(KTEN) — NASA is launching a new chapter in space exploration with the Artemis I mission, the first phase of a new program paving the way for humans to return to the to the moon... and travel beyond. The spacecraft was scheduled to lift off Monday morning, but the launch was scrubbed due to a problem with one of the rocket's four engines.

"Artemis I is the stepping stone of the entire Artemis project," explained Liliana Villarreal, the operations flow manager in Exploration Ground Systems at NASA's Kennedy Space Center in Florida. "This is the first time that we're going to be launching the SLS rocket and the Orion spacecraft. The SLS rocket is going to launch Monday and position the spacecraft on its way to the moon, and we're going to be out there for 38 to 42 days before we land back."

Artemis I is the first in an entirely new set of missions for NASA. Villarreal explained how it will get the United States ready to send humans back to the moon and on to Mars.

"Artemis I is a test flight to test all the systems; to make sure that we're ready to put people in the vehicle," she said. "Artemis II is our first manned flight, and we're going to be going around basically like Apollo 8 did, and then we did Apollo 11 where we landed on the moon. Artemis III is our moon landing, and we're going to have the first woman and first person of color to land on the moon. We are partnering with SpaceX, who's going to provide us the human lander for that mission."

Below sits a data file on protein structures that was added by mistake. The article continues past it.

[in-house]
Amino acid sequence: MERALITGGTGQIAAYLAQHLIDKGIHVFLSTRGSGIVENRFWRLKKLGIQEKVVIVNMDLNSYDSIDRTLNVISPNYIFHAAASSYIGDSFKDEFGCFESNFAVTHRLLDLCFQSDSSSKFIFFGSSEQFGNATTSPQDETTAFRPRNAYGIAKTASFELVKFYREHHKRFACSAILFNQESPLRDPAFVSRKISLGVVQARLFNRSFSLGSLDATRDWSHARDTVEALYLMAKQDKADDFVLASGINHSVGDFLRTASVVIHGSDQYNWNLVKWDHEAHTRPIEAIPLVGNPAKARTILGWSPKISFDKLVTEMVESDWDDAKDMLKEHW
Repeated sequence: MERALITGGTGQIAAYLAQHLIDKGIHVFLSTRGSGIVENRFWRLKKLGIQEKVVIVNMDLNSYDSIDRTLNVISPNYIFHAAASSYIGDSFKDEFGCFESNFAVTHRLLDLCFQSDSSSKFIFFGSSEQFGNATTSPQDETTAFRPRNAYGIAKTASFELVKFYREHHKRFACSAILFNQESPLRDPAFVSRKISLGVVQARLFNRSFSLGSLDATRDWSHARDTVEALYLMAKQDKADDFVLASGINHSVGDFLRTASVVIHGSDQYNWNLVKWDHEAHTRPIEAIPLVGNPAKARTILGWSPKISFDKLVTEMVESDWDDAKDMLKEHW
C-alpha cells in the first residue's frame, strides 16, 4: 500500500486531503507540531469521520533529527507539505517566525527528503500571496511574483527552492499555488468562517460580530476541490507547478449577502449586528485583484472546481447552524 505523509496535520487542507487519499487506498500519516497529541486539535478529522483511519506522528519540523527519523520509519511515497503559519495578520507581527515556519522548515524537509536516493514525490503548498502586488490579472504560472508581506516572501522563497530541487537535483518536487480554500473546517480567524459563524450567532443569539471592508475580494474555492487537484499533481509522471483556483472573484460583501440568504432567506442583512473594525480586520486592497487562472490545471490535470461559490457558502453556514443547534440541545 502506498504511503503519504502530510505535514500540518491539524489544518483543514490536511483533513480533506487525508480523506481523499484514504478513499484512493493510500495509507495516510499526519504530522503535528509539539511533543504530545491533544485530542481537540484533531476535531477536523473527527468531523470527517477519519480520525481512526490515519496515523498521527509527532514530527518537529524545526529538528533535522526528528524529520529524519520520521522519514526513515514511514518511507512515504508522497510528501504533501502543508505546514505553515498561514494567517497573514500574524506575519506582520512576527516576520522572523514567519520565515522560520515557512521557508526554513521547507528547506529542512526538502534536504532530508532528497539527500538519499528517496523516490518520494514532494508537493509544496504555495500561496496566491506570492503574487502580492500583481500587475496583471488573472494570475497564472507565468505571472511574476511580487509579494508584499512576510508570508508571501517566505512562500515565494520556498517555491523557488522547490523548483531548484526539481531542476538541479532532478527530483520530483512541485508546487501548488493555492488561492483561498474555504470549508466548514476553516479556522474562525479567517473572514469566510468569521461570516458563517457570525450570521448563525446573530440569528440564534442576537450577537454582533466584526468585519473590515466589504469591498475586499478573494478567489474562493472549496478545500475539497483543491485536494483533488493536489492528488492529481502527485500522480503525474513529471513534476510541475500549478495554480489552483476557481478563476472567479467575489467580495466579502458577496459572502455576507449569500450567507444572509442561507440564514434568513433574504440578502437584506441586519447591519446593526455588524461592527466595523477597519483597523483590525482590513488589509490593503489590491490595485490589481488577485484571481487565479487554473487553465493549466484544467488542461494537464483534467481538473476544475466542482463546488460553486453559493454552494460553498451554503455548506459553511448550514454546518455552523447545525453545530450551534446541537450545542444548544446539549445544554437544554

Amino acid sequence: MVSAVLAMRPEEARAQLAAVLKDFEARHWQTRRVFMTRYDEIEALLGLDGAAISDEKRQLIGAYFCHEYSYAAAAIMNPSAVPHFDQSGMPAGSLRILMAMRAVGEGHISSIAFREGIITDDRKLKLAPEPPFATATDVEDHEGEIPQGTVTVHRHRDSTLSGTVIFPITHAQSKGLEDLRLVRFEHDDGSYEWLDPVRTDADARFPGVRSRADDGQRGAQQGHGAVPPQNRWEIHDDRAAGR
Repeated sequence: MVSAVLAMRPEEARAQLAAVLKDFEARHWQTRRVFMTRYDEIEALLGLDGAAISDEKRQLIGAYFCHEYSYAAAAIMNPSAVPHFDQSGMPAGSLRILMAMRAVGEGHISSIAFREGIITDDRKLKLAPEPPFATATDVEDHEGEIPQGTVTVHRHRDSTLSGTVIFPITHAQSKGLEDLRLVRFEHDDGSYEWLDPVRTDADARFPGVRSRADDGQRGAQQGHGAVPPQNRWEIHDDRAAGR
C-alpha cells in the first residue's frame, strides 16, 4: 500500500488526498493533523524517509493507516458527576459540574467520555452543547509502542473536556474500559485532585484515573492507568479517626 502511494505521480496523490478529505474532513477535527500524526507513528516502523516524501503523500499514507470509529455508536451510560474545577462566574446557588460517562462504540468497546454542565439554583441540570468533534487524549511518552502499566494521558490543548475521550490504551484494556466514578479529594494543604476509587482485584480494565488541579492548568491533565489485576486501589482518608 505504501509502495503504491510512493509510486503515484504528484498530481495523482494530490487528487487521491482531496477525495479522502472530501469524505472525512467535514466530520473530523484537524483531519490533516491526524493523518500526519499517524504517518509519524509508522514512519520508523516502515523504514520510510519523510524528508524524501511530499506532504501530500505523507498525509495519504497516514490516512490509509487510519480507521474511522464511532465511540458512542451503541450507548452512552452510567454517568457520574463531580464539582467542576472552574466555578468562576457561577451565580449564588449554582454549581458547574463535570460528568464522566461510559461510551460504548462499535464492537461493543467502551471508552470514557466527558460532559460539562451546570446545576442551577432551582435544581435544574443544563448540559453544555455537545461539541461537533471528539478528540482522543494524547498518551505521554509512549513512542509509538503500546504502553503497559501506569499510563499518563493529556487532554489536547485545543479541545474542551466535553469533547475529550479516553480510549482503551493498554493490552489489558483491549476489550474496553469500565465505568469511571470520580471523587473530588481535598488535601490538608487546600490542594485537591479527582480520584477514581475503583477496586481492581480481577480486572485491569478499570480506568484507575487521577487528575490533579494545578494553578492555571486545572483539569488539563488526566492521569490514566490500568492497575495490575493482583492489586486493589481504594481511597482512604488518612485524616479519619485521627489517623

And how does the new Artemis program differ from the Apollo program?

"It's the same mission with going to the moon. How we get there is different, and the capabilities that we have are different," Villarreal said. "It's a more advanced vehicle; it can stay in space longer than Apollo could. It's meant to be able to go and orbit the moon and land on the moon. It's really a marvelous vehicle. We've been working on it for about 2.5 years when the pieces first started coming in and we put it all together, and we're ready to test it and launch it!"